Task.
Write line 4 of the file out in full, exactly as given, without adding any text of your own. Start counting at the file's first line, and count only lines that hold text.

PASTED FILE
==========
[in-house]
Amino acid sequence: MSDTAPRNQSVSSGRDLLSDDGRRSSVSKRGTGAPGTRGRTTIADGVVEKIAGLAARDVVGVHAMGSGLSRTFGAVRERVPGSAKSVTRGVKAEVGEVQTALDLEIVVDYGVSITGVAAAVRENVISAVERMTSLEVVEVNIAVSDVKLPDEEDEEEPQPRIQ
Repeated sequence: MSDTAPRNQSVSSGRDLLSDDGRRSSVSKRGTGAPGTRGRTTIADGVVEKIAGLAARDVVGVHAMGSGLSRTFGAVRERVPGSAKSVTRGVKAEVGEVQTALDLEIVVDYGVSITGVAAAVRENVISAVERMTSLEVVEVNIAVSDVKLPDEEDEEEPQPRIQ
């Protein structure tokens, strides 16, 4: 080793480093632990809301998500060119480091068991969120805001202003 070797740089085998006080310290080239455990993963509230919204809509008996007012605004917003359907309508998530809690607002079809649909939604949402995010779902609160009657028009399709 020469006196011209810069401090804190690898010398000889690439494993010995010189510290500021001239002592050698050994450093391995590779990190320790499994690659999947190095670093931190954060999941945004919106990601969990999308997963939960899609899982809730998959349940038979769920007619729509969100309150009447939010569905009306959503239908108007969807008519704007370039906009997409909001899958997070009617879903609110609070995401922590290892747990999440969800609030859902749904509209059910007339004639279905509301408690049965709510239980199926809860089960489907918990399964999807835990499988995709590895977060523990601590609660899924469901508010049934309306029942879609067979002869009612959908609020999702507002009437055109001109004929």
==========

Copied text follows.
């Protein structure tokens, strides 16, 4: 080793480093632990809301998500060119480091068991969120805001202003 070797740089085998006080310290080239455990993963509230919204809509008996007012605004917003359907309508998530809690607002079809649909939604949402995010779902609160009657028009399709 020469006196011209810069401090804190690898010398000889690439494993010995010189510290500021001239002592050698050994450093391995590779990190320790499994690659999947190095670093931190954060999941945004919106990601969990999308997963939960899609899982809730998959349940038979769920007619729509969100309150009447939010569905009306959503239908108007969807008519704007370039906009997409909001899958997070009617879903609110609070995401922590290892747990999440969800609030859902749904509209059910007339004639279905509301408690049965709510239980199926809860089960489907918990399964999807835990499988995709590895977060523990601590609660899924469901508010049934309306029942879609067979002869009612959908609020999702507002009437055109001109004929």